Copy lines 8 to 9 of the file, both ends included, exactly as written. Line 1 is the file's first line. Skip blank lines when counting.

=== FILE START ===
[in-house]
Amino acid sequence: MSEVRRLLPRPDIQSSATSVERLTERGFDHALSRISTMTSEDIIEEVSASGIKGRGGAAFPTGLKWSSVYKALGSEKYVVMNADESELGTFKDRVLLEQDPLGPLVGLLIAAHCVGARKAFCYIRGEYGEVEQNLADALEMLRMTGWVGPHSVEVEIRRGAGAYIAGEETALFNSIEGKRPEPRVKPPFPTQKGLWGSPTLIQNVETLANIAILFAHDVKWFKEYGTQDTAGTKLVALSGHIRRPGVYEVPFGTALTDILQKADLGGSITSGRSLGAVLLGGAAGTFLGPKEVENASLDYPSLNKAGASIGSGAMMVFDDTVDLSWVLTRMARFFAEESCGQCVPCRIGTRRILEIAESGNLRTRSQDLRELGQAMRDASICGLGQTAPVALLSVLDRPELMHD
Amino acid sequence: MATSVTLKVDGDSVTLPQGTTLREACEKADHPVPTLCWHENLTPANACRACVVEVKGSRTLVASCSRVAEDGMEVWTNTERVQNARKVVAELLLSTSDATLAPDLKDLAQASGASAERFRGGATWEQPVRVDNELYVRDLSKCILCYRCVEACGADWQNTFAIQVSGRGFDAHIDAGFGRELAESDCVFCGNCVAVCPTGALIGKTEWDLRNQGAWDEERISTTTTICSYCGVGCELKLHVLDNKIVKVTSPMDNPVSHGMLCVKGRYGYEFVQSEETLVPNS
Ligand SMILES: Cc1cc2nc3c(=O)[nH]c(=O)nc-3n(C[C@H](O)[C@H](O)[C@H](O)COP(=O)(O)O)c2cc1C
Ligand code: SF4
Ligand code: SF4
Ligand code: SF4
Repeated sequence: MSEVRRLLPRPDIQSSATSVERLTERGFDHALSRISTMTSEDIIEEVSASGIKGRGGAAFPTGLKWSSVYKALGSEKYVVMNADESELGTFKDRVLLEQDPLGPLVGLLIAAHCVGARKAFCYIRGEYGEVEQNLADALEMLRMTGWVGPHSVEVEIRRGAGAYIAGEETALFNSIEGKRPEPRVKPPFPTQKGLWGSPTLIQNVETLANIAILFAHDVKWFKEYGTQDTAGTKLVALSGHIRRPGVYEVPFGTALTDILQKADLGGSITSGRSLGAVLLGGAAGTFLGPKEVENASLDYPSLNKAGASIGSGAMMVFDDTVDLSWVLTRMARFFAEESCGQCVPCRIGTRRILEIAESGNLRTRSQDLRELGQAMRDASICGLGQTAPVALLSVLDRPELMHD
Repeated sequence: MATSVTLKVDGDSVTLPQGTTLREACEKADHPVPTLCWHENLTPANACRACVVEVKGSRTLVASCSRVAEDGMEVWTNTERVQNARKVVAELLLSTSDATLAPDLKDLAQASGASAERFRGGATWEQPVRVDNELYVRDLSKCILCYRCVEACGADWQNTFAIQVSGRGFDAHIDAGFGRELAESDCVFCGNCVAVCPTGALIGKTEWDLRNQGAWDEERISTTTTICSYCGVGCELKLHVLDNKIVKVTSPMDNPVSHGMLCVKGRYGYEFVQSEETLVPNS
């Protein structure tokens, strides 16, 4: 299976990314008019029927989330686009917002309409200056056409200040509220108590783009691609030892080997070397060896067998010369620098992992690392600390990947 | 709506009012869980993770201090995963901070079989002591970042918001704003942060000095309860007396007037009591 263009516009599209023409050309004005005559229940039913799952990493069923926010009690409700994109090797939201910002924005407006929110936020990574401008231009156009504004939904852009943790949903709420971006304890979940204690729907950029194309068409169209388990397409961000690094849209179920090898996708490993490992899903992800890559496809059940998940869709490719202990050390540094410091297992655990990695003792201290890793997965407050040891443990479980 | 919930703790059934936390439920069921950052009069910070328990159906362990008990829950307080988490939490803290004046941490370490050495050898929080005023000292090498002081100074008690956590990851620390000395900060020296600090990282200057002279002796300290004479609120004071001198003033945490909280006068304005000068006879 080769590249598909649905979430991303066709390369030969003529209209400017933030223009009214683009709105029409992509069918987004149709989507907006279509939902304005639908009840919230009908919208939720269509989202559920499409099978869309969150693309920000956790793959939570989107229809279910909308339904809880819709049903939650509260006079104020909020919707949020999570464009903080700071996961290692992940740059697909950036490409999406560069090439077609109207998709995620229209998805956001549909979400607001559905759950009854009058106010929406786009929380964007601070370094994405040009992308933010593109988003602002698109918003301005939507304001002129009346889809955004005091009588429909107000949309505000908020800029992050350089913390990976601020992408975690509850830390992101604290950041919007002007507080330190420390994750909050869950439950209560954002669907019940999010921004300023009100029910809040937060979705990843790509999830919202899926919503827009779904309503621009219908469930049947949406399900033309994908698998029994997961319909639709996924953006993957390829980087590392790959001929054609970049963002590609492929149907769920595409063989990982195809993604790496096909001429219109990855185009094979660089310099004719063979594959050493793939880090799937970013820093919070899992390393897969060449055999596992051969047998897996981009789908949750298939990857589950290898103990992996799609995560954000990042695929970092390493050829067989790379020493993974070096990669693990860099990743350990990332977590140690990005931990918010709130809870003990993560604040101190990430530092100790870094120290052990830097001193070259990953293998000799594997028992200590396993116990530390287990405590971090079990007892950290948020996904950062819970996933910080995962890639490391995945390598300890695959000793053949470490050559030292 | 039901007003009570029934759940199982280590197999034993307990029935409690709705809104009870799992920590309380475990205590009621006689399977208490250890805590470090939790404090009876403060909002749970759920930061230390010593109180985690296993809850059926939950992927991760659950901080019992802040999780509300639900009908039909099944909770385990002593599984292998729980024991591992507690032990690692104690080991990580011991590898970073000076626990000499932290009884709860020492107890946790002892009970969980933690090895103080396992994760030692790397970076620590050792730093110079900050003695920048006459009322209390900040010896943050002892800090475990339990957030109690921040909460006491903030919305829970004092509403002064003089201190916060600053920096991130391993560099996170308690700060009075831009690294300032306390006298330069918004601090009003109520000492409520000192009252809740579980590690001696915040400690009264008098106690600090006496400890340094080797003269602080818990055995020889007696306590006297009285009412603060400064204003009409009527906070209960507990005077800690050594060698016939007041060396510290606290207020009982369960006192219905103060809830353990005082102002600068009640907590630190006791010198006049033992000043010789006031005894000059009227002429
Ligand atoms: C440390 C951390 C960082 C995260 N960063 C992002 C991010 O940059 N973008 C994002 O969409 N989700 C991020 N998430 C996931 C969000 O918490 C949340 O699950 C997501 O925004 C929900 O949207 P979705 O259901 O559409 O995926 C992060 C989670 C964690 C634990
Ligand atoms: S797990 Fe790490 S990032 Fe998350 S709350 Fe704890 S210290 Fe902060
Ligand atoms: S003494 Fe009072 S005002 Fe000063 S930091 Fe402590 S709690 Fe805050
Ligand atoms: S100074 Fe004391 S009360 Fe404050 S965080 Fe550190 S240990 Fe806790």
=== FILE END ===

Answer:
Repeated sequence: MSEVRRLLPRPDIQSSATSVERLTERGFDHALSRISTMTSEDIIEEVSASGIKGRGGAAFPTGLKWSSVYKALGSEKYVVMNADESELGTFKDRVLLEQDPLGPLVGLLIAAHCVGARKAFCYIRGEYGEVEQNLADALEMLRMTGWVGPHSVEVEIRRGAGAYIAGEETALFNSIEGKRPEPRVKPPFPTQKGLWGSPTLIQNVETLANIAILFAHDVKWFKEYGTQDTAGTKLVALSGHIRRPGVYEVPFGTALTDILQKADLGGSITSGRSLGAVLLGGAAGTFLGPKEVENASLDYPSLNKAGASIGSGAMMVFDDTVDLSWVLTRMARFFAEESCGQCVPCRIGTRRILEIAESGNLRTRSQDLRELGQAMRDASICGLGQTAPVALLSVLDRPELMHD
Repeated sequence: MATSVTLKVDGDSVTLPQGTTLREACEKADHPVPTLCWHENLTPANACRACVVEVKGSRTLVASCSRVAEDGMEVWTNTERVQNARKVVAELLLSTSDATLAPDLKDLAQASGASAERFRGGATWEQPVRVDNELYVRDLSKCILCYRCVEACGADWQNTFAIQVSGRGFDAHIDAGFGRELAESDCVFCGNCVAVCPTGALIGKTEWDLRNQGAWDEERISTTTTICSYCGVGCELKLHVLDNKIVKVTSPMDNPVSHGMLCVKGRYGYEFVQSEETLVPNS